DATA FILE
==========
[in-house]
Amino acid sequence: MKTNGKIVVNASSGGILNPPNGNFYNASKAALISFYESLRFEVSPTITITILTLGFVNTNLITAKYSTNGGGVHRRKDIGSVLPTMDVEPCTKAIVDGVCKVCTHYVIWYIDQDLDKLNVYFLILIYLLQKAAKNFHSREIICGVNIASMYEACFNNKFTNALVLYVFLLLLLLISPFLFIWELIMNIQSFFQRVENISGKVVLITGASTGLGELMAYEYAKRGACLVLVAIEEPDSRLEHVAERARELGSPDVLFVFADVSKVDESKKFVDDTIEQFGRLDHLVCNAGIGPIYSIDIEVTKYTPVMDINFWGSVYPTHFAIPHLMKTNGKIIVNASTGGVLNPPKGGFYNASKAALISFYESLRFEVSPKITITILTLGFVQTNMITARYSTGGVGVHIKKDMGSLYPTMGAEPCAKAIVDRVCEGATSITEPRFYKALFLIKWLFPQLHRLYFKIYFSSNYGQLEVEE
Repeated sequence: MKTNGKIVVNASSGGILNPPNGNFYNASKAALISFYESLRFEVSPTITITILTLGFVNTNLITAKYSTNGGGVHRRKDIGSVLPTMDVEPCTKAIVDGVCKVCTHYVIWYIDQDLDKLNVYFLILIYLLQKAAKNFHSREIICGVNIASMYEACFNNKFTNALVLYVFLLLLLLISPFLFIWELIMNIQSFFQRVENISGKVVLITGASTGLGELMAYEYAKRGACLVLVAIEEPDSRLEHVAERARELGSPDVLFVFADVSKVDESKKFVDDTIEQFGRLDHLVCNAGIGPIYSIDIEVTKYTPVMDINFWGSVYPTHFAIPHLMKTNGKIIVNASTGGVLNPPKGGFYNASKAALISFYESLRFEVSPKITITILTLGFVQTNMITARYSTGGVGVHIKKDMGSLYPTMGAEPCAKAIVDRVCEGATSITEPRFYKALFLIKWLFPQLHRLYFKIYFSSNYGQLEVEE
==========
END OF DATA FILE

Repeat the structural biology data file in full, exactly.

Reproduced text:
[in-house]
Amino acid sequence: MKTNGKIVVNASSGGILNPPNGNFYNASKAALISFYESLRFEVSPTITITILTLGFVNTNLITAKYSTNGGGVHRRKDIGSVLPTMDVEPCTKAIVDGVCKVCTHYVIWYIDQDLDKLNVYFLILIYLLQKAAKNFHSREIICGVNIASMYEACFNNKFTNALVLYVFLLLLLLISPFLFIWELIMNIQSFFQRVENISGKVVLITGASTGLGELMAYEYAKRGACLVLVAIEEPDSRLEHVAERARELGSPDVLFVFADVSKVDESKKFVDDTIEQFGRLDHLVCNAGIGPIYSIDIEVTKYTPVMDINFWGSVYPTHFAIPHLMKTNGKIIVNASTGGVLNPPKGGFYNASKAALISFYESLRFEVSPKITITILTLGFVQTNMITARYSTGGVGVHIKKDMGSLYPTMGAEPCAKAIVDRVCEGATSITEPRFYKALFLIKWLFPQLHRLYFKIYFSSNYGQLEVEE
Repeated sequence: MKTNGKIVVNASSGGILNPPNGNFYNASKAALISFYESLRFEVSPTITITILTLGFVNTNLITAKYSTNGGGVHRRKDIGSVLPTMDVEPCTKAIVDGVCKVCTHYVIWYIDQDLDKLNVYFLILIYLLQKAAKNFHSREIICGVNIASMYEACFNNKFTNALVLYVFLLLLLLISPFLFIWELIMNIQSFFQRVENISGKVVLITGASTGLGELMAYEYAKRGACLVLVAIEEPDSRLEHVAERARELGSPDVLFVFADVSKVDESKKFVDDTIEQFGRLDHLVCNAGIGPIYSIDIEVTKYTPVMDINFWGSVYPTHFAIPHLMKTNGKIIVNASTGGVLNPPKGGFYNASKAALISFYESLRFEVSPKITITILTLGFVQTNMITARYSTGGVGVHIKKDMGSLYPTMGAEPCAKAIVDRVCEGATSITEPRFYKALFLIKWLFPQLHRLYFKIYFSSNYGQLEVEE